How to banish bloatware

Keep your PC running lean by switching to smaller, faster versions of popular programs.

By Rick Broida, PC World |  Operating Systems, memory, Microsoft Office

DoubleTwist, on the other hand, is a 15MB download. It looks a lot like iTunes, and it can import your iTunes music, videos, playlists, and ratings, and sync with just about any mobile device in your arsenal, including iPhones, iPods, and Android phones and tablets. It even has a wireless option, AirSync, for syncing your Android devices cord-free.

Bloatware: Instant Messaging Programs

REPLACEMENT: Imo Instant MessengerThough a lot of instant messaging now takes place within social-media services like Facebook and Google+, plenty of users still rely on dedicated IM tools such as AIM, Trillian, and Yahoo Instant Messenger. Convenient though they may be, these programs must be installed on your PC, often with extra tools that you don't need or want. Also, they typically run at startup, causing Windows to take that much longer to boot.

The easy fix: Use the Imo service instead. This cross-platform IM service lives inside your browser, so there's nothing to install, nothing to load at startup, and nothing to bog down your PC. Plus, Imo supports every chat service known to man, from AIM to GTalk to Yahoo. And it's free.

Bloatware: Windows

REPLACEMENT: Zorin OS

The King of Bloatware, of course, is none other than Windows itself. Though Microsoft has made strides in streamlining and accelerating the operating system (Windows 7 does boot fairly quickly on newer PCs), it's still the single biggest drag on your hardware. And let's not forget that Windows invariably slows over time, to the point where even the fastest PC can feel as if it's motoring through molasses.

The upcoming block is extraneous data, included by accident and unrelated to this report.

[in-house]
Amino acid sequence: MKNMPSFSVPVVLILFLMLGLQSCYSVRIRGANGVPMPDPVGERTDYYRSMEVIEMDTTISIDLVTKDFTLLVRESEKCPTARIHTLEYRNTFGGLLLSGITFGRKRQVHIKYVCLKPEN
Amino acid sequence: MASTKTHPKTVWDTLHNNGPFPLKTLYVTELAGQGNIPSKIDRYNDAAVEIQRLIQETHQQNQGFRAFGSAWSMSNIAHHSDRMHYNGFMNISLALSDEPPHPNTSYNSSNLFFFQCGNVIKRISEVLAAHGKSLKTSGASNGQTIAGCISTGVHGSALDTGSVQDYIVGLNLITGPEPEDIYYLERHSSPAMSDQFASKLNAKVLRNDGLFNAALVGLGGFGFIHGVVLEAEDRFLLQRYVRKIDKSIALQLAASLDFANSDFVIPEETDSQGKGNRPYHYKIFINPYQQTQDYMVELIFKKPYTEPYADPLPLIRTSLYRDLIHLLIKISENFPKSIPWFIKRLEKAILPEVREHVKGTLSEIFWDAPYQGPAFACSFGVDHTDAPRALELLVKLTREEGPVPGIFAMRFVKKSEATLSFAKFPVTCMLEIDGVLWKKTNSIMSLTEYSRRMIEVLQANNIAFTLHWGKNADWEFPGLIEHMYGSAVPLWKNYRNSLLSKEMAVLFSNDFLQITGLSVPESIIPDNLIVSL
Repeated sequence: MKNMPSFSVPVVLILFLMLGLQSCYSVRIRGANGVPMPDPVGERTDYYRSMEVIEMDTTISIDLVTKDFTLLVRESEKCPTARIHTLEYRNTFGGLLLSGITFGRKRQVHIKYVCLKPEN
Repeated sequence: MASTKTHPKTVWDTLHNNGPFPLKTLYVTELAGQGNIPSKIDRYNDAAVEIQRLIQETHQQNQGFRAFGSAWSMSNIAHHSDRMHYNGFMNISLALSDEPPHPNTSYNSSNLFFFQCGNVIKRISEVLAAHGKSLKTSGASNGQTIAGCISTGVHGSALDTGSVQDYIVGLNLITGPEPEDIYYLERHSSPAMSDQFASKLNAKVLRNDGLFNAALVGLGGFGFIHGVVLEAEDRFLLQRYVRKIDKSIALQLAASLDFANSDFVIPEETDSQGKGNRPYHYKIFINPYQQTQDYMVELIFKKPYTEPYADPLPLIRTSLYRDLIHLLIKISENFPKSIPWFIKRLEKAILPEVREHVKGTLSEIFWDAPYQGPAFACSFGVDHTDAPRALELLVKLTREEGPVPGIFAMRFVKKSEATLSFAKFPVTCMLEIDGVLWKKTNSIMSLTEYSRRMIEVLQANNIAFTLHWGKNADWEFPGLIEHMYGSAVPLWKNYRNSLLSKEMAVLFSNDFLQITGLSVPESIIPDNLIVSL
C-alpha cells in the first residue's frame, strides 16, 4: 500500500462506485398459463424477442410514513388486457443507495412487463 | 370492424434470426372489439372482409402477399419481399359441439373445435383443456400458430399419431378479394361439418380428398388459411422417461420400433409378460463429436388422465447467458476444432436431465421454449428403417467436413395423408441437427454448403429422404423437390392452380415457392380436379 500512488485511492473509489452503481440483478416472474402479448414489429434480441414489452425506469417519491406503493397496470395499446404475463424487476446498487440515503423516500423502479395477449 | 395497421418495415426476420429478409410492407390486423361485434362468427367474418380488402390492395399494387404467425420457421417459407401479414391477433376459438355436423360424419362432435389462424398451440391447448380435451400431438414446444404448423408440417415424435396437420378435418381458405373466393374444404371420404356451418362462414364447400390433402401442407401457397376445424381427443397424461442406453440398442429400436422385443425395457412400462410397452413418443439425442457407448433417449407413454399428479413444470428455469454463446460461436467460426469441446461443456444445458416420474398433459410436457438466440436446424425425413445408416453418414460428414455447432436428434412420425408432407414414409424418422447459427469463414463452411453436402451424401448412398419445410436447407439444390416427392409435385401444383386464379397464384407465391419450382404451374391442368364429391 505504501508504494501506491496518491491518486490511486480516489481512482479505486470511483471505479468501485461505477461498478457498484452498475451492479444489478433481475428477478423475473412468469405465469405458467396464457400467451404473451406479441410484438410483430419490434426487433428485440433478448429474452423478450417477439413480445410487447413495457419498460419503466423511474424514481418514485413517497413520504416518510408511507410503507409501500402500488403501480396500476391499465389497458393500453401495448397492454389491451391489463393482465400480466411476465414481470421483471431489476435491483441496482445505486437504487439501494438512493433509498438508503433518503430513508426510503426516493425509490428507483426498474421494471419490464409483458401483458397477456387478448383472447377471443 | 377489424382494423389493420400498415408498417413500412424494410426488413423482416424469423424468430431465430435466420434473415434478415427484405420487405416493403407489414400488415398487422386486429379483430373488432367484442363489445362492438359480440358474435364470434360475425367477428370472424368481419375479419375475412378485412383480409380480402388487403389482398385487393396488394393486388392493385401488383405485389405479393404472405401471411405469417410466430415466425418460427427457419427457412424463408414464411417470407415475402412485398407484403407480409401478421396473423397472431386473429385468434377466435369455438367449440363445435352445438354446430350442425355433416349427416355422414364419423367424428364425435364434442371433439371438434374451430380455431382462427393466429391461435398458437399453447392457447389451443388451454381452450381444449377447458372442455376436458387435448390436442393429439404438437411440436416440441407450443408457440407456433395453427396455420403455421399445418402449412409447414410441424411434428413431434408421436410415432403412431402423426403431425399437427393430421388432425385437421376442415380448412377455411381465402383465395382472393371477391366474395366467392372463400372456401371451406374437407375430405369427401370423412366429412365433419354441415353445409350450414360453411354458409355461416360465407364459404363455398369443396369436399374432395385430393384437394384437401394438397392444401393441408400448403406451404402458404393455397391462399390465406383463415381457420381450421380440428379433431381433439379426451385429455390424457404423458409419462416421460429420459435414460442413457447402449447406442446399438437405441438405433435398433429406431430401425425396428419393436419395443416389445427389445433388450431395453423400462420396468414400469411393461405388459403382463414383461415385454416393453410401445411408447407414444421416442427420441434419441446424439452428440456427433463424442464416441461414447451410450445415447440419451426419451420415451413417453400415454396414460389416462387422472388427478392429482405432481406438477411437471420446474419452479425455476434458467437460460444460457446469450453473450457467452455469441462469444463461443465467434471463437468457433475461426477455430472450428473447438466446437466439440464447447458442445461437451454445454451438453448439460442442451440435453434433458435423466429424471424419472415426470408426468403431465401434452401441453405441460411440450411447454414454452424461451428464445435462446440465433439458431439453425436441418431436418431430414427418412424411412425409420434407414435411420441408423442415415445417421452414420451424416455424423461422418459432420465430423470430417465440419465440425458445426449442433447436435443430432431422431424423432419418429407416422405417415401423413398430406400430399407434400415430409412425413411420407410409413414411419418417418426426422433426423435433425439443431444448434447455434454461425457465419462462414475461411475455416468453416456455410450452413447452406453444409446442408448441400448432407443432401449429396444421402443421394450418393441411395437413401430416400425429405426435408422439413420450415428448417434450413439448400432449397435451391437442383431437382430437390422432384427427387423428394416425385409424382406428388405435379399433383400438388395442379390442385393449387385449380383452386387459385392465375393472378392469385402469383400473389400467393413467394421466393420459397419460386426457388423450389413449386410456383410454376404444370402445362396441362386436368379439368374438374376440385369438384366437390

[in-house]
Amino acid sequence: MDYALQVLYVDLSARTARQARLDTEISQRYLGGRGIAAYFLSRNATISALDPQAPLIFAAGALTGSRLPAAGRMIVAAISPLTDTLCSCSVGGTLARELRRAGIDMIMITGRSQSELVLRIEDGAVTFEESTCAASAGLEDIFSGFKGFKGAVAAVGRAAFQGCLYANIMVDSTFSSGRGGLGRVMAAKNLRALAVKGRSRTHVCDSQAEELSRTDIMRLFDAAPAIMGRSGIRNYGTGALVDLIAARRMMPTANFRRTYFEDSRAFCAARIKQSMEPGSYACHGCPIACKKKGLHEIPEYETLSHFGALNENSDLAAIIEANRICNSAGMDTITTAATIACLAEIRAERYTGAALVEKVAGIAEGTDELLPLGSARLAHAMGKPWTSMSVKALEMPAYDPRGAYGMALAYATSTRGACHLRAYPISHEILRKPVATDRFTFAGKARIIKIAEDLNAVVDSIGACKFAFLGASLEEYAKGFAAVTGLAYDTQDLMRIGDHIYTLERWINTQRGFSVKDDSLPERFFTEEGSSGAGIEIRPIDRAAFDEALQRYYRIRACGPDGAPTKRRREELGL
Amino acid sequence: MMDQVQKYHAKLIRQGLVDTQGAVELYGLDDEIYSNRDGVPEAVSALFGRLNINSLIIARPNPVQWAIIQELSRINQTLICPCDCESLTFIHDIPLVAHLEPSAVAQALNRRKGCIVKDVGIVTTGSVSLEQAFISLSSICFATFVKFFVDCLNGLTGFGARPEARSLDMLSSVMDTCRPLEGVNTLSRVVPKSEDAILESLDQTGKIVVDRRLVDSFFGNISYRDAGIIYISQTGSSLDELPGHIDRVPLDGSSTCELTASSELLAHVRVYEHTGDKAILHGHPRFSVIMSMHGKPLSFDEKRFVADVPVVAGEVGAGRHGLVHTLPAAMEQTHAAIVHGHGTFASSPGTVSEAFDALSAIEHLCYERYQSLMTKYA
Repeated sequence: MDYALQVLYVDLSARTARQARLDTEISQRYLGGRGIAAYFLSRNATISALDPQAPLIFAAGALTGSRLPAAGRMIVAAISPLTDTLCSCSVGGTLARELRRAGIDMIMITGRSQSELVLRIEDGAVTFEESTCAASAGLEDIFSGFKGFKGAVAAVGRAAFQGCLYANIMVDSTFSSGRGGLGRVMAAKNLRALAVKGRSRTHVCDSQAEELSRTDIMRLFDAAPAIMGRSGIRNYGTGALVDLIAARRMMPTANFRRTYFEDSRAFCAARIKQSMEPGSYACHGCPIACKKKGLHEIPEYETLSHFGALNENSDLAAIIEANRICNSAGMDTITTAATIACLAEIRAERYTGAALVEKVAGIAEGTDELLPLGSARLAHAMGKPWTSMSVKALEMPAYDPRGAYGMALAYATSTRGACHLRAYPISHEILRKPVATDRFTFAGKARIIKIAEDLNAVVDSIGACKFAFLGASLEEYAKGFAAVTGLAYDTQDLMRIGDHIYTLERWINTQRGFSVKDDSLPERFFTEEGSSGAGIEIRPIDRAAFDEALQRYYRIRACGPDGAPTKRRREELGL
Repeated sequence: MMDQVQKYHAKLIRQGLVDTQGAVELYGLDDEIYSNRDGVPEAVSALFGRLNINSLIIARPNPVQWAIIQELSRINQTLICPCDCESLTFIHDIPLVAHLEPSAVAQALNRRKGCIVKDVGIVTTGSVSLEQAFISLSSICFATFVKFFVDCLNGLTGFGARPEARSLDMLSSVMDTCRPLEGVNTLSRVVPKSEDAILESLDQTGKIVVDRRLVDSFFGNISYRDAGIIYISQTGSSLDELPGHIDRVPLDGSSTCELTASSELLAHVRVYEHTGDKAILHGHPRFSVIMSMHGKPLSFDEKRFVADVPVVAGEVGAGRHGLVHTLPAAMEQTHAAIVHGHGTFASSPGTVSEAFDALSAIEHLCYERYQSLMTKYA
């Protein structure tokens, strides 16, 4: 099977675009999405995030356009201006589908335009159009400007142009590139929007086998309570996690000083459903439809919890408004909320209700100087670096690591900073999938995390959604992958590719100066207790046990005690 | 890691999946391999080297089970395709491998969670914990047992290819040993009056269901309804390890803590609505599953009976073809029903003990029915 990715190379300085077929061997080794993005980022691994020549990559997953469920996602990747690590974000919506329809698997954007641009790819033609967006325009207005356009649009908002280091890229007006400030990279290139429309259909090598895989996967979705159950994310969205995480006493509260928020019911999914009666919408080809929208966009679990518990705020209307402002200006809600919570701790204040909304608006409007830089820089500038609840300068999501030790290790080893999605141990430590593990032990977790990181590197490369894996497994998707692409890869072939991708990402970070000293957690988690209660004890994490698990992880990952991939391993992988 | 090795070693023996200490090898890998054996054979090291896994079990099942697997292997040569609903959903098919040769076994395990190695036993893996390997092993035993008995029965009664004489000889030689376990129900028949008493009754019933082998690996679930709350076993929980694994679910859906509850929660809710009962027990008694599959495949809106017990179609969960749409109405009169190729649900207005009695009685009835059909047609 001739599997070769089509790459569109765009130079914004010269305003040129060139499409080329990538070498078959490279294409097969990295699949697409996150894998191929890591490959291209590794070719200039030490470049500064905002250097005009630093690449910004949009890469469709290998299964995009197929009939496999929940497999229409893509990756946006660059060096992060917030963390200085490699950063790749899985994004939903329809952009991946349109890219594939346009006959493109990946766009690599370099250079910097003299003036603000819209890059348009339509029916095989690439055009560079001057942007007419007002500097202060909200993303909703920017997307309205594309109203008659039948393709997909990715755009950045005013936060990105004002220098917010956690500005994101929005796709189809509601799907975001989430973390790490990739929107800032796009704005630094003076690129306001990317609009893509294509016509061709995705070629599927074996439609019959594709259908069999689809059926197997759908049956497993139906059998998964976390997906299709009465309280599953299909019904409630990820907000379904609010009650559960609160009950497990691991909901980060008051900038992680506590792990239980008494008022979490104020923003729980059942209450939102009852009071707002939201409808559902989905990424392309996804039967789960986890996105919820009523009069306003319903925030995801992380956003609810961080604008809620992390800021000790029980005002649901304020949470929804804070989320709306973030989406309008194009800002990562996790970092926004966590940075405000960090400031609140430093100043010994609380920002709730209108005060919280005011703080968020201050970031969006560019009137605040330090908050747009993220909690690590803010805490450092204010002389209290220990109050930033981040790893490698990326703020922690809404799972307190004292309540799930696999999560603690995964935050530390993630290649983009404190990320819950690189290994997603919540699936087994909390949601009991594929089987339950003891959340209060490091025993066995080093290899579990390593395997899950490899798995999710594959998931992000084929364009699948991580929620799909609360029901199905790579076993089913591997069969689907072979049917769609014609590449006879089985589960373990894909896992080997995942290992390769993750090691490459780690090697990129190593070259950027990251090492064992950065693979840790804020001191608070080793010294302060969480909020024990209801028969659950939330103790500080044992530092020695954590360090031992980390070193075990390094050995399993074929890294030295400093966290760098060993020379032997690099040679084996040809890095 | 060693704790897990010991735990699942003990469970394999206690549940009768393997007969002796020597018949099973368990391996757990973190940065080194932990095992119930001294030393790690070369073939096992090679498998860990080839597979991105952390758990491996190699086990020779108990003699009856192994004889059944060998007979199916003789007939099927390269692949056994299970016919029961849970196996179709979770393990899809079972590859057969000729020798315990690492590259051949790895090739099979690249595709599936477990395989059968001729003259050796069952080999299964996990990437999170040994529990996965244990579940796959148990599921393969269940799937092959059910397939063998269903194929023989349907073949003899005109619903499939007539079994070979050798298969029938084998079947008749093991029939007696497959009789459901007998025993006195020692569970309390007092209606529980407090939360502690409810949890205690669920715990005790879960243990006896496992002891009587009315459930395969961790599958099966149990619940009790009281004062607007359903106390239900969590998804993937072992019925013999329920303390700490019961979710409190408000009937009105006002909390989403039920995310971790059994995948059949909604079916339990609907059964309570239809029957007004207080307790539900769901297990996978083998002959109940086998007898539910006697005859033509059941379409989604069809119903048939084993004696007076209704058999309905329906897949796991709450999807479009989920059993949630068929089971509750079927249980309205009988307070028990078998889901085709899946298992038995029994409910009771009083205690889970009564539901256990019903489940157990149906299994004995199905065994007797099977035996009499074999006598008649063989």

Linux, on the other hand, has a well-deserved reputation for being compact, nimble, and consistent. Most Linux "distributions" (that is, versions--of which there are many) come with everything you might need--a Web browser, an office suite, a media manager, a mail client, and so on. But they run on minimal hardware and require surprisingly little space.

I'm a fan of Zorin OS, which comes closest to re-creating the Windows look and feel while still retaining Linux's speed and stability. Like most Linux distributions, it's free, and it requires just 3GB of drive space. Take it for a test drive on an older PC; you might discover that it's all the operating system you need.


Originally published on PC World |  Click here to read the original story.
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